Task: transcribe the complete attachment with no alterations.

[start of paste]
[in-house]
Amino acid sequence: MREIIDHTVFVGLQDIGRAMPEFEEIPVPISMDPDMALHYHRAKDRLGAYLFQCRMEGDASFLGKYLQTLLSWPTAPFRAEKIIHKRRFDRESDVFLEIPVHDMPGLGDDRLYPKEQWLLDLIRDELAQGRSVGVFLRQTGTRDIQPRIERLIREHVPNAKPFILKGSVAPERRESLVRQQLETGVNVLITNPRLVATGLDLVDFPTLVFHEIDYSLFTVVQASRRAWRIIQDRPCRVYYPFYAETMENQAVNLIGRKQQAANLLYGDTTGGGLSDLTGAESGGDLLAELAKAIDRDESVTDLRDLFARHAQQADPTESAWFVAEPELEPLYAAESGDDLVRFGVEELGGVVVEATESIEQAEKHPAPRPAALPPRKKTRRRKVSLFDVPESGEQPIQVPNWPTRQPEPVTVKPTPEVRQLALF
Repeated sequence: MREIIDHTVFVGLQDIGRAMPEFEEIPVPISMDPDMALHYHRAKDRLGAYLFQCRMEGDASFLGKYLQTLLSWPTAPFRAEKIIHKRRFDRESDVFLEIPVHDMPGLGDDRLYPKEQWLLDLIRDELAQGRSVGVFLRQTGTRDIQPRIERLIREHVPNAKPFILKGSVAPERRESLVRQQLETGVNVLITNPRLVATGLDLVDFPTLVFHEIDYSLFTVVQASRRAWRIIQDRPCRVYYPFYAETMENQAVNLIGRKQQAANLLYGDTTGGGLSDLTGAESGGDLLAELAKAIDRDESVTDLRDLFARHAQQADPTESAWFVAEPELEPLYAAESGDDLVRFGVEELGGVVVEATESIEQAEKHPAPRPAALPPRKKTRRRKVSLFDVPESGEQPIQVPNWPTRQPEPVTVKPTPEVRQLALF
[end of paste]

[in-house]
Amino acid sequence: MREIIDHTVFVGLQDIGRAMPEFEEIPVPISMDPDMALHYHRAKDRLGAYLFQCRMEGDASFLGKYLQTLLSWPTAPFRAEKIIHKRRFDRESDVFLEIPVHDMPGLGDDRLYPKEQWLLDLIRDELAQGRSVGVFLRQTGTRDIQPRIERLIREHVPNAKPFILKGSVAPERRESLVRQQLETGVNVLITNPRLVATGLDLVDFPTLVFHEIDYSLFTVVQASRRAWRIIQDRPCRVYYPFYAETMENQAVNLIGRKQQAANLLYGDTTGGGLSDLTGAESGGDLLAELAKAIDRDESVTDLRDLFARHAQQADPTESAWFVAEPELEPLYAAESGDDLVRFGVEELGGVVVEATESIEQAEKHPAPRPAALPPRKKTRRRKVSLFDVPESGEQPIQVPNWPTRQPEPVTVKPTPEVRQLALF
Repeated sequence: MREIIDHTVFVGLQDIGRAMPEFEEIPVPISMDPDMALHYHRAKDRLGAYLFQCRMEGDASFLGKYLQTLLSWPTAPFRAEKIIHKRRFDRESDVFLEIPVHDMPGLGDDRLYPKEQWLLDLIRDELAQGRSVGVFLRQTGTRDIQPRIERLIREHVPNAKPFILKGSVAPERRESLVRQQLETGVNVLITNPRLVATGLDLVDFPTLVFHEIDYSLFTVVQASRRAWRIIQDRPCRVYYPFYAETMENQAVNLIGRKQQAANLLYGDTTGGGLSDLTGAESGGDLLAELAKAIDRDESVTDLRDLFARHAQQADPTESAWFVAEPELEPLYAAESGDDLVRFGVEELGGVVVEATESIEQAEKHPAPRPAALPPRKKTRRRKVSLFDVPESGEQPIQVPNWPTRQPEPVTVKPTPEVRQLALF